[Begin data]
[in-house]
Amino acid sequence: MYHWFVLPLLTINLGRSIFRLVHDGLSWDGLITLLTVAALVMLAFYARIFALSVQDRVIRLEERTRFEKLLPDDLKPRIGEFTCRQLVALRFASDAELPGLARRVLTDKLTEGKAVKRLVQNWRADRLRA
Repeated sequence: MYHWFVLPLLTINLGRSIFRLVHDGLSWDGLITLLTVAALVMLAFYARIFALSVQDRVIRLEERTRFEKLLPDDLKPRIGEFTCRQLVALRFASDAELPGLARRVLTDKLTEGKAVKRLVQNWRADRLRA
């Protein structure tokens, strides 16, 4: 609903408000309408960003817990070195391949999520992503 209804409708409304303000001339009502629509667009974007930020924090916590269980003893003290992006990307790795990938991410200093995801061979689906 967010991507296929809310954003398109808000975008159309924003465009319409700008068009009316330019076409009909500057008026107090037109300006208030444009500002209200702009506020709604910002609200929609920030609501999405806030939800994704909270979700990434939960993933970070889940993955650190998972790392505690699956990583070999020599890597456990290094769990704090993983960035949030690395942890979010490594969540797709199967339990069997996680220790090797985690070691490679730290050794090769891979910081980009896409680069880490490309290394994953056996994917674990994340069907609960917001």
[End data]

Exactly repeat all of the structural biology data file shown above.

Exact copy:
[in-house]
Amino acid sequence: MYHWFVLPLLTINLGRSIFRLVHDGLSWDGLITLLTVAALVMLAFYARIFALSVQDRVIRLEERTRFEKLLPDDLKPRIGEFTCRQLVALRFASDAELPGLARRVLTDKLTEGKAVKRLVQNWRADRLRA
Repeated sequence: MYHWFVLPLLTINLGRSIFRLVHDGLSWDGLITLLTVAALVMLAFYARIFALSVQDRVIRLEERTRFEKLLPDDLKPRIGEFTCRQLVALRFASDAELPGLARRVLTDKLTEGKAVKRLVQNWRADRLRA
């Protein structure tokens, strides 16, 4: 609903408000309408960003817990070195391949999520992503 209804409708409304303000001339009502629509667009974007930020924090916590269980003893003290992006990307790795990938991410200093995801061979689906 967010991507296929809310954003398109808000975008159309924003465009319409700008068009009316330019076409009909500057008026107090037109300006208030444009500002209200702009506020709604910002609200929609920030609501999405806030939800994704909270979700990434939960993933970070889940993955650190998972790392505690699956990583070999020599890597456990290094769990704090993983960035949030690395942890979010490594969540797709199967339990069997996680220790090797985690070691490679730290050794090769891979910081980009896409680069880490490309290394994953056996994917674990994340069907609960917001």